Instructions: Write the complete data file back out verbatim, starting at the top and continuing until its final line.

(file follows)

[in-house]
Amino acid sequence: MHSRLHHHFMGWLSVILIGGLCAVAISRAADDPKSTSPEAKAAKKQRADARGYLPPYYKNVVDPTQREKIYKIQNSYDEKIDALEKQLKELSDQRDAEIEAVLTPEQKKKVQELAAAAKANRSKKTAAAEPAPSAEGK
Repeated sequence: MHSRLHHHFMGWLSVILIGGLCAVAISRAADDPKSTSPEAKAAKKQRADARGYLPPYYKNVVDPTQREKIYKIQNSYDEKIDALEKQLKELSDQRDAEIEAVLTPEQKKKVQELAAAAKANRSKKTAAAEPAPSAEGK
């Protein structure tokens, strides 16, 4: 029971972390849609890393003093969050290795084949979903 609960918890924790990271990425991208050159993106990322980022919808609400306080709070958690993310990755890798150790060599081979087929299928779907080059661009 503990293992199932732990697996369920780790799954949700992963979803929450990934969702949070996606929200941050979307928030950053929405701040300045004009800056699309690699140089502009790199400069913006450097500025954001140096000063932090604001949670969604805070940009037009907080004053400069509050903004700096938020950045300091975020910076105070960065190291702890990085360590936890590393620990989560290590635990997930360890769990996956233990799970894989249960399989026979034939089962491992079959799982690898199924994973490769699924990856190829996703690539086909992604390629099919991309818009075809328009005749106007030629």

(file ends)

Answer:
[in-house]
Amino acid sequence: MHSRLHHHFMGWLSVILIGGLCAVAISRAADDPKSTSPEAKAAKKQRADARGYLPPYYKNVVDPTQREKIYKIQNSYDEKIDALEKQLKELSDQRDAEIEAVLTPEQKKKVQELAAAAKANRSKKTAAAEPAPSAEGK
Repeated sequence: MHSRLHHHFMGWLSVILIGGLCAVAISRAADDPKSTSPEAKAAKKQRADARGYLPPYYKNVVDPTQREKIYKIQNSYDEKIDALEKQLKELSDQRDAEIEAVLTPEQKKKVQELAAAAKANRSKKTAAAEPAPSAEGK
């Protein structure tokens, strides 16, 4: 029971972390849609890393003093969050290795084949979903 609960918890924790990271990425991208050159993106990322980022919808609400306080709070958690993310990755890798150790060599081979087929299928779907080059661009 503990293992199932732990697996369920780790799954949700992963979803929450990934969702949070996606929200941050979307928030950053929405701040300045004009800056699309690699140089502009790199400069913006450097500025954001140096000063932090604001949670969604805070940009037009907080004053400069509050903004700096938020950045300091975020910076105070960065190291702890990085360590936890590393620990989560290590635990997930360890769990996956233990799970894989249960399989026979034939089962491992079959799982690898199924994973490769699924990856190829996703690539086909992604390629099919991309818009075809328009005749106007030629």